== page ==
The remains of this as yet poorly known mini-fauna were removed from rocks in paleontologist sites in the Gaucho municipalities of Faxinal do Soturno and Candelária, belonging to the Santa Maria Formation, one of the areas in the State with Triassic sedimentary rocks – an agitated geological period of little more than 40 million years, that occurred between 250 and 205 million years ago.

Chinese Ancestor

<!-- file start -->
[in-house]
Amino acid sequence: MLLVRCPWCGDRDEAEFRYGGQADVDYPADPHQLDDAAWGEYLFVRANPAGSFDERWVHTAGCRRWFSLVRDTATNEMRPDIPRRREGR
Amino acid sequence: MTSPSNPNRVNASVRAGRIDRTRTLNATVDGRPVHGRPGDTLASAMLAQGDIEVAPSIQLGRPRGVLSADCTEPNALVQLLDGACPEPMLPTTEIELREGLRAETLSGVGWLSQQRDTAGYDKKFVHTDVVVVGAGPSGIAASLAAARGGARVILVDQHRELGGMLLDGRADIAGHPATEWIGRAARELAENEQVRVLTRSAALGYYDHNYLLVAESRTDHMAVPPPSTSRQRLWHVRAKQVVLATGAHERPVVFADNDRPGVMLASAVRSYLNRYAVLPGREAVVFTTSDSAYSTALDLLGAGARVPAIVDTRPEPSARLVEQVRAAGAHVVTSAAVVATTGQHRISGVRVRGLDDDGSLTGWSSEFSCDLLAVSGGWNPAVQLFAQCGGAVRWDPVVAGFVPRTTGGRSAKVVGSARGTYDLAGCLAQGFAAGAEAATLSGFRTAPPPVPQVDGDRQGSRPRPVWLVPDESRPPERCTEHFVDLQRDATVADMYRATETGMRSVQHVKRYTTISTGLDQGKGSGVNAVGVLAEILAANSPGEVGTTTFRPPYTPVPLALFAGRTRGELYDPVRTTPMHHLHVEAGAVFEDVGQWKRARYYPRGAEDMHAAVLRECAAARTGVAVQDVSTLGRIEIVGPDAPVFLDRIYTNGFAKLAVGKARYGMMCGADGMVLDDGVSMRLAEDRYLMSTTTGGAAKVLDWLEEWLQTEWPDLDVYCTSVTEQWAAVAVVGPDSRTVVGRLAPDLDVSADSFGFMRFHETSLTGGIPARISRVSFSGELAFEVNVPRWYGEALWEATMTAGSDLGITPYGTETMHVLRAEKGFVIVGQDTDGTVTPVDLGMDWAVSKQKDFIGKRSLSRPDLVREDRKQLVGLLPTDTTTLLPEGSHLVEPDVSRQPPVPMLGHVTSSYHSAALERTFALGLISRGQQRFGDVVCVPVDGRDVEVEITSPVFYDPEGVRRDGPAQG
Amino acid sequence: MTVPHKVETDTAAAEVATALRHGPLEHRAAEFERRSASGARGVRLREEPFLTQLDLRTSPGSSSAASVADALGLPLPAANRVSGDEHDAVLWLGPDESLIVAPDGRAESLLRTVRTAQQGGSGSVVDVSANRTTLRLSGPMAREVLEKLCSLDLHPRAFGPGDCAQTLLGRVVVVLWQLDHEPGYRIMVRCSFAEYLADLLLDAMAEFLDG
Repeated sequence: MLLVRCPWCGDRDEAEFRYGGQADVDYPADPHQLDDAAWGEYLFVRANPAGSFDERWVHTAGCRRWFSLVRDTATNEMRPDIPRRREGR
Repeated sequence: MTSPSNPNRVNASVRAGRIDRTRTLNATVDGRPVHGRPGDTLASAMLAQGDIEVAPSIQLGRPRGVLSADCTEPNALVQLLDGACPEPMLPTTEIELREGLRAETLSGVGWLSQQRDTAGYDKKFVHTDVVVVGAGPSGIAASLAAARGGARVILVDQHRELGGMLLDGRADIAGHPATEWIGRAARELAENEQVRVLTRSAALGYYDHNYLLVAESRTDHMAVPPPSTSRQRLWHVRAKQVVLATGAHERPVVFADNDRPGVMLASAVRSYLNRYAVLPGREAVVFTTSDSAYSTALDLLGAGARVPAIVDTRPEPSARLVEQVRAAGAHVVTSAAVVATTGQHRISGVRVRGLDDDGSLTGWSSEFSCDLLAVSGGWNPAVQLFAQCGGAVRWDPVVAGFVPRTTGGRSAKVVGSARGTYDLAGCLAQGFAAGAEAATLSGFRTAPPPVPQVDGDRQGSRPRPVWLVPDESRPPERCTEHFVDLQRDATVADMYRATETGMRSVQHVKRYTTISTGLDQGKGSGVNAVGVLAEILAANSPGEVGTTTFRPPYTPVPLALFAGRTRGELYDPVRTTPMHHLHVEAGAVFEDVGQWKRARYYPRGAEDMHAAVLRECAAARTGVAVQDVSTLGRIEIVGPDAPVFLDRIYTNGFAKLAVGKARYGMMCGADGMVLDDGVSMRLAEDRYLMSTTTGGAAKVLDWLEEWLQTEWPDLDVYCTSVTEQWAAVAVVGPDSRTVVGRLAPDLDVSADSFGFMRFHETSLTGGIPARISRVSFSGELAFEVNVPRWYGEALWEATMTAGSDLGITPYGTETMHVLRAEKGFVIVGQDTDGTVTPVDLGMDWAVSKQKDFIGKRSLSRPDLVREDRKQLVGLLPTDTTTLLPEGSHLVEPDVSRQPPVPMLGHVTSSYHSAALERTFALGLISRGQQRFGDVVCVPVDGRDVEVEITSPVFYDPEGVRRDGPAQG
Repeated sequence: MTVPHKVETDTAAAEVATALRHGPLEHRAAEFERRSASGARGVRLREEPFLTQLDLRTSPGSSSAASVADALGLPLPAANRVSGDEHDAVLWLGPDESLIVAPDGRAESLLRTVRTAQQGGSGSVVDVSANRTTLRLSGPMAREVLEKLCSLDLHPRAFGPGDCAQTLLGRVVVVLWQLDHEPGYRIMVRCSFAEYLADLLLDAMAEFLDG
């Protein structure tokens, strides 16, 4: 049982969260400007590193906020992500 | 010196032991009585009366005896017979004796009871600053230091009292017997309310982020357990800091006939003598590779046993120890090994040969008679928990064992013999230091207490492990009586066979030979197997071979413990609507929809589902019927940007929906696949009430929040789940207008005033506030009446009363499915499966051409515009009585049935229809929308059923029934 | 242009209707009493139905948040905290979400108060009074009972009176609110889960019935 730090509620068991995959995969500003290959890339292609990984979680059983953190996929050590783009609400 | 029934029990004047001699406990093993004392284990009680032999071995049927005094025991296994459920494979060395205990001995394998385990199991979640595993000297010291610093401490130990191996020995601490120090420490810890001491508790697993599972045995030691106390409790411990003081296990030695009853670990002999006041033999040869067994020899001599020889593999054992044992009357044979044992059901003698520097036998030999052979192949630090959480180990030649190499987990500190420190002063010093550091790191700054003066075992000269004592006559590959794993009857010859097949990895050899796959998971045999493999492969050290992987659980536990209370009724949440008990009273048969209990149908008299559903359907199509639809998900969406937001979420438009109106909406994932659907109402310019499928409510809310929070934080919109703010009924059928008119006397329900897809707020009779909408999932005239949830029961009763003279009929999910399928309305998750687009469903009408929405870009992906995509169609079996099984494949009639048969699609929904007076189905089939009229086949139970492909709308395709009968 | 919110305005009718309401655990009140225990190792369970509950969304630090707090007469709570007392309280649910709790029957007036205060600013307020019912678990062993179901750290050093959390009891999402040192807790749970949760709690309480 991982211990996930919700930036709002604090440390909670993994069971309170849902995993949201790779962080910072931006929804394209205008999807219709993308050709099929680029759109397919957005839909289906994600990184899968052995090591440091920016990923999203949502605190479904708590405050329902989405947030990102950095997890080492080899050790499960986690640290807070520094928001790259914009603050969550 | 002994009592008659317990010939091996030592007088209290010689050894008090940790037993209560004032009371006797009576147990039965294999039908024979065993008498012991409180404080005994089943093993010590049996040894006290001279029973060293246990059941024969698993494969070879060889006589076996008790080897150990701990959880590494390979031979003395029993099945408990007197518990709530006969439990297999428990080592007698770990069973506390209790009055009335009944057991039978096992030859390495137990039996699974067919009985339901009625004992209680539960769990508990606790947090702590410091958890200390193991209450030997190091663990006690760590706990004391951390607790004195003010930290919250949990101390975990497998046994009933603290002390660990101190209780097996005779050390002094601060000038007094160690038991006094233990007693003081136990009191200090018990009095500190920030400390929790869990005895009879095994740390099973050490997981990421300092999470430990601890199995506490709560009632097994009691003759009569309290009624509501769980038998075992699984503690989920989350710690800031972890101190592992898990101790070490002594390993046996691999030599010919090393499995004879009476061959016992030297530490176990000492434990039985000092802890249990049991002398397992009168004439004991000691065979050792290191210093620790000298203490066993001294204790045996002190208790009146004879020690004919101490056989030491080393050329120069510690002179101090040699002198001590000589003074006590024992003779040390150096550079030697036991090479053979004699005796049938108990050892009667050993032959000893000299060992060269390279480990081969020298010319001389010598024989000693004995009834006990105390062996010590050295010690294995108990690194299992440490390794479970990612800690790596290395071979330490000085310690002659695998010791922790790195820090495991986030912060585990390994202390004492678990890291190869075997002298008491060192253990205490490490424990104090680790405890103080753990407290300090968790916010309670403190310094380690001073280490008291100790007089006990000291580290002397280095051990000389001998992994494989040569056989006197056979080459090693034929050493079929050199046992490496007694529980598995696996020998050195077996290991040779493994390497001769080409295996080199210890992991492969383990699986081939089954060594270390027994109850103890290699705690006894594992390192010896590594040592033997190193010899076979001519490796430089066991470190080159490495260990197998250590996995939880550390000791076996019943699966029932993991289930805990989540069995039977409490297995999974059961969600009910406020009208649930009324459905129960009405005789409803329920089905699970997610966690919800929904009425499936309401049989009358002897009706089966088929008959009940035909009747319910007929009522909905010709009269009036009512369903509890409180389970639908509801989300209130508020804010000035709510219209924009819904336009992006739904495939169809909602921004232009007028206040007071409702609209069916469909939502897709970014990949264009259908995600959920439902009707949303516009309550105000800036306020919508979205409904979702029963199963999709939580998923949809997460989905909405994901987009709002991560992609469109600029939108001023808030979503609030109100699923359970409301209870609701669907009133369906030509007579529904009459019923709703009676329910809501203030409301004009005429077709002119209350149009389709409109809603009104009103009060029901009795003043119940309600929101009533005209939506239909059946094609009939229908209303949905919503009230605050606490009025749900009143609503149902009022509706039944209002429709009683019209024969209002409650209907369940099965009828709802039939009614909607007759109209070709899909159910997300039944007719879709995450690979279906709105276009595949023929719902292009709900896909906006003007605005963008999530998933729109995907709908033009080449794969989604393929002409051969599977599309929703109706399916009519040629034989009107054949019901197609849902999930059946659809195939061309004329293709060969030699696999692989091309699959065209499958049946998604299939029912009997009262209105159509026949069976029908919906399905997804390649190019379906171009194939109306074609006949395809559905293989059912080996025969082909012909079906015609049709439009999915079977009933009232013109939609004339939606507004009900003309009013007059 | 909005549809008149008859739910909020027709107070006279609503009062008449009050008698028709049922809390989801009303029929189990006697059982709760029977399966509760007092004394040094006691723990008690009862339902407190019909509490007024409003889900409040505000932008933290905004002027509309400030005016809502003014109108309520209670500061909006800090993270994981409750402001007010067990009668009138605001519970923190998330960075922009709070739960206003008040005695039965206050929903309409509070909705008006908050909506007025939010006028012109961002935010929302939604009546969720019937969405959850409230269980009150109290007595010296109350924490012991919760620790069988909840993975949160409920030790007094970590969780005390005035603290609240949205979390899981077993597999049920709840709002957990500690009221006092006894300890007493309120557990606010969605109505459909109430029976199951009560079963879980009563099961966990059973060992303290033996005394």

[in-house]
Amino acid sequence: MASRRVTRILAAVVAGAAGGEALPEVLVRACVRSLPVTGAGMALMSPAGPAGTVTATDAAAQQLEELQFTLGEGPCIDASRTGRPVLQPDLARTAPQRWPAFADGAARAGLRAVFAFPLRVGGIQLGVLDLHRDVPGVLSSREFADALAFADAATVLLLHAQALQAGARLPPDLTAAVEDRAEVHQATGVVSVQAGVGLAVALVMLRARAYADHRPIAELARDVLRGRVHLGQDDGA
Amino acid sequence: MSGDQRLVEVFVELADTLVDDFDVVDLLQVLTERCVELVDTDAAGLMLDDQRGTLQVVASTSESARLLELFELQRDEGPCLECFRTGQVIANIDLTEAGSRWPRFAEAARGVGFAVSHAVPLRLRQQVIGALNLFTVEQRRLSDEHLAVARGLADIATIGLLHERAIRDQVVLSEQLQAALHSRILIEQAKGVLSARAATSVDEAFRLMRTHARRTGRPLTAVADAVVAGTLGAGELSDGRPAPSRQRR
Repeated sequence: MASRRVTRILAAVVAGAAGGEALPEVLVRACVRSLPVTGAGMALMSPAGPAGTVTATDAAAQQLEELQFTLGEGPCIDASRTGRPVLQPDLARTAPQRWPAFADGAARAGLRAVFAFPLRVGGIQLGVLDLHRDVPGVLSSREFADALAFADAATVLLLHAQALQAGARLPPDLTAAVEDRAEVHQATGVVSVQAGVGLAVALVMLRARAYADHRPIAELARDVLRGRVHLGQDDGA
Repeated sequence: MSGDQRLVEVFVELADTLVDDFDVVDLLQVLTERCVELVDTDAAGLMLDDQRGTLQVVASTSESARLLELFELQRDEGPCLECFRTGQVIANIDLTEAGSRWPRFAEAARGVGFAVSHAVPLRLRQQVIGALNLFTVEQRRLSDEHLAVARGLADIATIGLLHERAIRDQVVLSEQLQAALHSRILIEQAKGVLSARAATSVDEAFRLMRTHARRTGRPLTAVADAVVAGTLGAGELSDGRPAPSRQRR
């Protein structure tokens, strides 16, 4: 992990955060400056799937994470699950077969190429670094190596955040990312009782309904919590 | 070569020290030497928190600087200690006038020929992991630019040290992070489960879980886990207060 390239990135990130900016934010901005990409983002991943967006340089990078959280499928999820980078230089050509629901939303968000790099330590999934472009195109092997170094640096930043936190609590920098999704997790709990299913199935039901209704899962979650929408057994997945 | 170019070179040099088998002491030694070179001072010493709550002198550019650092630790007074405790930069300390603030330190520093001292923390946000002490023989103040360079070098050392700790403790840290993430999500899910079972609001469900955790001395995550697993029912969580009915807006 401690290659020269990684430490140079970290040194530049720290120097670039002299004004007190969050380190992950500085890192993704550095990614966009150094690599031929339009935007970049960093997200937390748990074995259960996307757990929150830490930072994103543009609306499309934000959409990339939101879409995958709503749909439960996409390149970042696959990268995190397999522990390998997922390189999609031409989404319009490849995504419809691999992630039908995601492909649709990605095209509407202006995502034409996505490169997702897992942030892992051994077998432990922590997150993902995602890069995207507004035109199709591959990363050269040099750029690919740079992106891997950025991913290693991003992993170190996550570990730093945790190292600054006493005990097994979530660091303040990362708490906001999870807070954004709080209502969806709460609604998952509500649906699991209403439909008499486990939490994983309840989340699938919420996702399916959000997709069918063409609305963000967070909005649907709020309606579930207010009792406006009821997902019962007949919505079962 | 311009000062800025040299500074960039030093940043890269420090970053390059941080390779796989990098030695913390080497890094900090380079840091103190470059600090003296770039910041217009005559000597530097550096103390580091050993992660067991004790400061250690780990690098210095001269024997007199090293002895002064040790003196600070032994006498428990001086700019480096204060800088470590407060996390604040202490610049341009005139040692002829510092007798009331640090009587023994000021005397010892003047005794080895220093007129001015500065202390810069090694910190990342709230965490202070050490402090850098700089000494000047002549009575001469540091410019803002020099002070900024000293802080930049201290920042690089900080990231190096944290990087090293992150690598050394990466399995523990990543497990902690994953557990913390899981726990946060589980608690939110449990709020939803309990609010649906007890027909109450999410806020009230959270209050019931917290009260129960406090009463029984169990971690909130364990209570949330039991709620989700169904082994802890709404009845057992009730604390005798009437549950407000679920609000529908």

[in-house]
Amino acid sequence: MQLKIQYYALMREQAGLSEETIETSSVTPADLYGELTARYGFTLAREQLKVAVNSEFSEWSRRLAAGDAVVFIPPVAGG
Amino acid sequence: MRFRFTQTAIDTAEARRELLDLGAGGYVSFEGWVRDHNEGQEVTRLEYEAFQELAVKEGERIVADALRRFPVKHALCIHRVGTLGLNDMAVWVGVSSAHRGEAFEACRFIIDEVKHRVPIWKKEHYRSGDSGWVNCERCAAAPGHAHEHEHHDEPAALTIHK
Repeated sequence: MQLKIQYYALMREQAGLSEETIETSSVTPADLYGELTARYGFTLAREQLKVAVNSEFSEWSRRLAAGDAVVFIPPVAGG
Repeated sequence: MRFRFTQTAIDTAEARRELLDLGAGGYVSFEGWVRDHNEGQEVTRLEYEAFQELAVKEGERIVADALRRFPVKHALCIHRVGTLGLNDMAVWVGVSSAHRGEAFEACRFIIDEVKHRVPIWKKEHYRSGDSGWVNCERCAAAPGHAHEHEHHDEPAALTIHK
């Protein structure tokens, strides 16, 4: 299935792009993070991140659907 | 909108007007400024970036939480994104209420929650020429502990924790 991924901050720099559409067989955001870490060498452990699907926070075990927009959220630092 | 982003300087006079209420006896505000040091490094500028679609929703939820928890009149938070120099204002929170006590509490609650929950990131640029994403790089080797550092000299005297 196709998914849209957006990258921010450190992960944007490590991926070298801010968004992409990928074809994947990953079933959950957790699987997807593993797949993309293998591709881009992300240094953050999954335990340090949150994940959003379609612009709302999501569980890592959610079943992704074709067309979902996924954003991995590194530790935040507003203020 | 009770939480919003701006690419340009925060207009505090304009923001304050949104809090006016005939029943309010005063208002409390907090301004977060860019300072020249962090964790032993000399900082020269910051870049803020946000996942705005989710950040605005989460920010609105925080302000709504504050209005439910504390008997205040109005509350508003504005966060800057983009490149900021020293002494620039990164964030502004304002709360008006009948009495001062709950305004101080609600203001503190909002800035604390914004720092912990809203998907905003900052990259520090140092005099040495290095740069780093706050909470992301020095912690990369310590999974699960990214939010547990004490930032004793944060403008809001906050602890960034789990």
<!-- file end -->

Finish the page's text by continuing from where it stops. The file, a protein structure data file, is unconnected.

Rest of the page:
Besides making a comparison of the anatomy of the Rio de Grande do Sul cynodonts with the primordial mammal Morganucodon, the group confronted their findings with the morphology of the Chinese mammal Hadrocodium wui, which lived some 195 million years ago and was also similar to a small rat. Result: the upper teeth of the Brasilodonte and of the Brasiliterio resemble those of the Chinese fossil, whose lowermost teeth measure a total length of two centimeters. The feeling from the comparison comes from the fact that, though animals of the type of Morganucodon are considered to be the first mammals, one does not know with certainty if its descendants generated the current existing lineages. This origin, it would appear, is more probably related to a mammal of the type such as Hadrocodium.